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Top Executive Turnover in Japanese Non-listed Firms: Causes and Consequences


  • Uesugi, Iichiro
  • Saito, Yukiko


We examine the pattern of top executive turnover among small non-listed businesses in Japan using a unique panel data set of about 25,000 firms for 2001-2007 and find the following. First, the likelihood of a change in top executive among non-listed firms is independent of their ex-ante performance, especially when the firms are owned by the top executives themselves or by their relatives. Second, non-listed firms which experienced a top executive turnover saw an improvement in ex-post performance relative to firms without turnover. The extent of the improvement is similar between non-listed firms and listed firms. All of the above results indicate that underperforming non-listed firms do not face disciplinary pressure to replace their executive, but that once new top executives are in place, they exert high managerial effort and thus significantly improve their firm's profitability.

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  • Uesugi, Iichiro & Saito, Yukiko, 2009. "Top Executive Turnover in Japanese Non-listed Firms: Causes and Consequences," PIE/CIS Discussion Paper 424, Center for Intergenerational Studies, Institute of Economic Research, Hitotsubashi University.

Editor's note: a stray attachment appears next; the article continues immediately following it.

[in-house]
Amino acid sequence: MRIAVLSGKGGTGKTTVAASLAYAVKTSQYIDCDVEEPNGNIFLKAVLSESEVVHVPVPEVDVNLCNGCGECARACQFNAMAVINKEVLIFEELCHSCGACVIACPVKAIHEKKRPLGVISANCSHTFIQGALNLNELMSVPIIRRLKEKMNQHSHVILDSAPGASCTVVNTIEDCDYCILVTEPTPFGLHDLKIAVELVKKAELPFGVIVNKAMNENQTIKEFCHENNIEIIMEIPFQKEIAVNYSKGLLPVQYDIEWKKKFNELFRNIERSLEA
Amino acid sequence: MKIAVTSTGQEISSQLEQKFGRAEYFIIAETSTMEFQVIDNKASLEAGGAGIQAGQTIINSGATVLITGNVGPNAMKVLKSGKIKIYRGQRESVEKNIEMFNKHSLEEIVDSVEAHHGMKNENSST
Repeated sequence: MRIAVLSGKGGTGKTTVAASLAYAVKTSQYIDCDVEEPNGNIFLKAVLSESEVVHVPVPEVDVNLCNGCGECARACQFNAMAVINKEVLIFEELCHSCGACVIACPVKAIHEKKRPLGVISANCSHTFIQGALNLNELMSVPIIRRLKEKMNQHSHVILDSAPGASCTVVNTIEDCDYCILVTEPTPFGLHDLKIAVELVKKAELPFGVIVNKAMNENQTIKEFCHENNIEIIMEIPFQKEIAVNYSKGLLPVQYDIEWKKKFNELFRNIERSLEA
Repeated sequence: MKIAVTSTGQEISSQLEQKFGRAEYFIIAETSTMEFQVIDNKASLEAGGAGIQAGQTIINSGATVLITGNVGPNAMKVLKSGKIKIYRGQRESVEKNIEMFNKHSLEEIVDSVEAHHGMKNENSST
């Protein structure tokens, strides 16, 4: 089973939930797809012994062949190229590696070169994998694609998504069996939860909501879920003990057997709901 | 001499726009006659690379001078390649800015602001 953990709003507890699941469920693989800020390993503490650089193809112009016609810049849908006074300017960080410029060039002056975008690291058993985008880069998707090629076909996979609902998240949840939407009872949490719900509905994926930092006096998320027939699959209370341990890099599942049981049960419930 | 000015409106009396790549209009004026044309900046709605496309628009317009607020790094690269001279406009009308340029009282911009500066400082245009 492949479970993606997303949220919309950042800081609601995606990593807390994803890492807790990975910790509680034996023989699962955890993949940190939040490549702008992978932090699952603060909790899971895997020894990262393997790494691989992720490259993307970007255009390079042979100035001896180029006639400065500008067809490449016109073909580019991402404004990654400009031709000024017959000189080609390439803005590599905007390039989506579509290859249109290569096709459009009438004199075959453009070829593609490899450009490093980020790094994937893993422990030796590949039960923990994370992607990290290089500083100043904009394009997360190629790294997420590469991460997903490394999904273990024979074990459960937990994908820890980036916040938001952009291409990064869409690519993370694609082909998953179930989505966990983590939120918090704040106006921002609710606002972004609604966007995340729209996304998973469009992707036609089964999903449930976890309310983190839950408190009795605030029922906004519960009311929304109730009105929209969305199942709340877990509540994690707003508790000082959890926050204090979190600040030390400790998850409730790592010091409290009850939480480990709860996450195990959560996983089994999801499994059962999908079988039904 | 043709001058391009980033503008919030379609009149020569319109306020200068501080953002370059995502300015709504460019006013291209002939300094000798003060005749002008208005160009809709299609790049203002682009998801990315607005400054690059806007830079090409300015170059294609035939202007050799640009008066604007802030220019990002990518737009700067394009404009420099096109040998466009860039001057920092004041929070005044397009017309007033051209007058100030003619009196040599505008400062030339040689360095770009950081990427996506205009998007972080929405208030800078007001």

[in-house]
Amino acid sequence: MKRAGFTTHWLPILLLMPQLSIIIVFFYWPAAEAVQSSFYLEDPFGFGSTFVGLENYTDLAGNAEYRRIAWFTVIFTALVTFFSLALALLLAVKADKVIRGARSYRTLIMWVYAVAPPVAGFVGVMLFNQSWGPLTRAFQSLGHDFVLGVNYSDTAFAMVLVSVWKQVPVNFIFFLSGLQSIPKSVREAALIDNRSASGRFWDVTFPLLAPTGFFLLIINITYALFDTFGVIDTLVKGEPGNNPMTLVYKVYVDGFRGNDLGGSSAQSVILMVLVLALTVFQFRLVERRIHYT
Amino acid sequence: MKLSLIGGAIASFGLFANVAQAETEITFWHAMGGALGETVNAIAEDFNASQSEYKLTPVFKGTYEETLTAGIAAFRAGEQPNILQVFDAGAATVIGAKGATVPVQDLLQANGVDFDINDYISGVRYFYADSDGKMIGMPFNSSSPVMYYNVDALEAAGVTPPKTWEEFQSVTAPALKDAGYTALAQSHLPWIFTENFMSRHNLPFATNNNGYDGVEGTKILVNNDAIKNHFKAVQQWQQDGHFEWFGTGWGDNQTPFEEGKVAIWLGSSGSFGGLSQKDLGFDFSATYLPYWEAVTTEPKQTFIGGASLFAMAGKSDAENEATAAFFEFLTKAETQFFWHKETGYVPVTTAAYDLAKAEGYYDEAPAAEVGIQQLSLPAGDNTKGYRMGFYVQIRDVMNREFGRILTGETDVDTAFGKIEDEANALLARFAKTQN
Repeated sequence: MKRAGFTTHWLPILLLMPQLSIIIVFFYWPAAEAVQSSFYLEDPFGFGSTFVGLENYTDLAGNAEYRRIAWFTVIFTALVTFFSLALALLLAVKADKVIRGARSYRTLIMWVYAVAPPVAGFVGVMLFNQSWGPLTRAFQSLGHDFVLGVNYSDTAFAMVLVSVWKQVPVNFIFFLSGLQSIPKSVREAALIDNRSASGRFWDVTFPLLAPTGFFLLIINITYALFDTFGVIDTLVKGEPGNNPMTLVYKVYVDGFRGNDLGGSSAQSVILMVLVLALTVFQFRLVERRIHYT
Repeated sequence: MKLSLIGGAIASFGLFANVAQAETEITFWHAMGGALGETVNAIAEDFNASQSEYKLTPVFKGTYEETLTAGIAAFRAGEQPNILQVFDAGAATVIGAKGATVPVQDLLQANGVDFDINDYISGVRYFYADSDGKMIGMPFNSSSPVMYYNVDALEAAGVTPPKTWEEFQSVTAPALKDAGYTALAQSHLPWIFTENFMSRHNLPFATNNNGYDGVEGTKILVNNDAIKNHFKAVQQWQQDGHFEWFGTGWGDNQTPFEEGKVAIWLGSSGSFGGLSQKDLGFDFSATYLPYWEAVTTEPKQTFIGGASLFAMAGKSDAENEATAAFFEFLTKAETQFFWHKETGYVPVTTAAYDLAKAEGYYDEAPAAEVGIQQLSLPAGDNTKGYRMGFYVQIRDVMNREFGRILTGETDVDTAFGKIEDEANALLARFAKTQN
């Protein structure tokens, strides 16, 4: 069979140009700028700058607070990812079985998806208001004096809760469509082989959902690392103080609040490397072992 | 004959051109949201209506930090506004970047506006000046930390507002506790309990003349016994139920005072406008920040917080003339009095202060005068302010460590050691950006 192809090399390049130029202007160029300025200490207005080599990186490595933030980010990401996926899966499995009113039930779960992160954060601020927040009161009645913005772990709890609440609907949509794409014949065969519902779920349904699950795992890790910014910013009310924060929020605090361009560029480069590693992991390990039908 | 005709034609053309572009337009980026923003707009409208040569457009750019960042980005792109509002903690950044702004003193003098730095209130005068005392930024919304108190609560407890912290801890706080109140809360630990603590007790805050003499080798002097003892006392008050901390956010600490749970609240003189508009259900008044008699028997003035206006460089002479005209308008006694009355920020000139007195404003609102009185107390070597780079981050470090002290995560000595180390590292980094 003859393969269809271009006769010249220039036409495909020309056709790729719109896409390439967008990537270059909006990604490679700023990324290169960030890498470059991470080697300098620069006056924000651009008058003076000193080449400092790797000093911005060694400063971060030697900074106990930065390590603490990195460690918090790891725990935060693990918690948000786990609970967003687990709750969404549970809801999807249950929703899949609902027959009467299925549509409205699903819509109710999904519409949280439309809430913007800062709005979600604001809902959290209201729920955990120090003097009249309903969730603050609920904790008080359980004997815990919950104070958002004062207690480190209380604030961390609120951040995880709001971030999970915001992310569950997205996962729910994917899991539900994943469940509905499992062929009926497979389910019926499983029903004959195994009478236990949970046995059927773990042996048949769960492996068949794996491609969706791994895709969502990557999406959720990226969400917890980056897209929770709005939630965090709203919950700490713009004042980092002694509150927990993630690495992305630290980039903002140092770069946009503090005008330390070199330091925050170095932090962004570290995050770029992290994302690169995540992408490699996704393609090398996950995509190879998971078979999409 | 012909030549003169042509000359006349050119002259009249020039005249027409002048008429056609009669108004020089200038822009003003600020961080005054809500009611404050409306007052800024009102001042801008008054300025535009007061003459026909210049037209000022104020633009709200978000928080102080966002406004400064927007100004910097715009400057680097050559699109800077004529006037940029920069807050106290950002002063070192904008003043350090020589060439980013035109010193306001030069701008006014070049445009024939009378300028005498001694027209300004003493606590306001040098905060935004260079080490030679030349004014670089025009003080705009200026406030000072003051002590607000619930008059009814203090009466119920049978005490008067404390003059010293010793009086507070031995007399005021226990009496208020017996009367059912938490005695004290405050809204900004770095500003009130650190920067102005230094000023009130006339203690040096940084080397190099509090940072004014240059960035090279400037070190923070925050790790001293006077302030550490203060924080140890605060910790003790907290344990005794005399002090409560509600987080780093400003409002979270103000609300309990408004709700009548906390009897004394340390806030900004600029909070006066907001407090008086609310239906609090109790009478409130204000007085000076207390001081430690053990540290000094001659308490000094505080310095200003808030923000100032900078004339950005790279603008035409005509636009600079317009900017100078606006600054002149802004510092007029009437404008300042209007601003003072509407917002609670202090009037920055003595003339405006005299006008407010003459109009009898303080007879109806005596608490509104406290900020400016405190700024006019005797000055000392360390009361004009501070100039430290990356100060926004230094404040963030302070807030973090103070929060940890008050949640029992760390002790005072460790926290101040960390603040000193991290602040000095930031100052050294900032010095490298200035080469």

• Handle: RePEc:hit:piecis:424 Note: 3/14/2009

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    1. Martin Lettau & Sydney C. Ludvigson & Jessica A. Wachter, 2008. "The Declining Equity Premium: What Role Does Macroeconomic Risk Play?," Review of Financial Studies, Society for Financial Studies, vol. 21(4), pages 1653-1687, July.
    2. Chiaki Hara, 2006. "Heterogeneous Risk Attitudes In A Continuous-Time Model," The Japanese Economic Review, Japanese Economic Association, vol. 57(3), pages 377-405.
    3. Ravi Jagannathan & Ellen R. McGrattan & Anna Scherbina, 2000. "The declining U.S. equity premium," Quarterly Review, Federal Reserve Bank of Minneapolis, issue Fall, pages 3-19.
    4. Hara, Chiaki, 2008. "Complete monotonicity of the representative consumer's discount factor," Journal of Mathematical Economics, Elsevier, vol. 44(12), pages 1321-1331, December.
    5. Christian Gollier & Richard Zeckhauser, 2005. "Aggregation of Heterogeneous Time Preferences," Journal of Political Economy, University of Chicago Press, vol. 113(4), pages 878-896, August.
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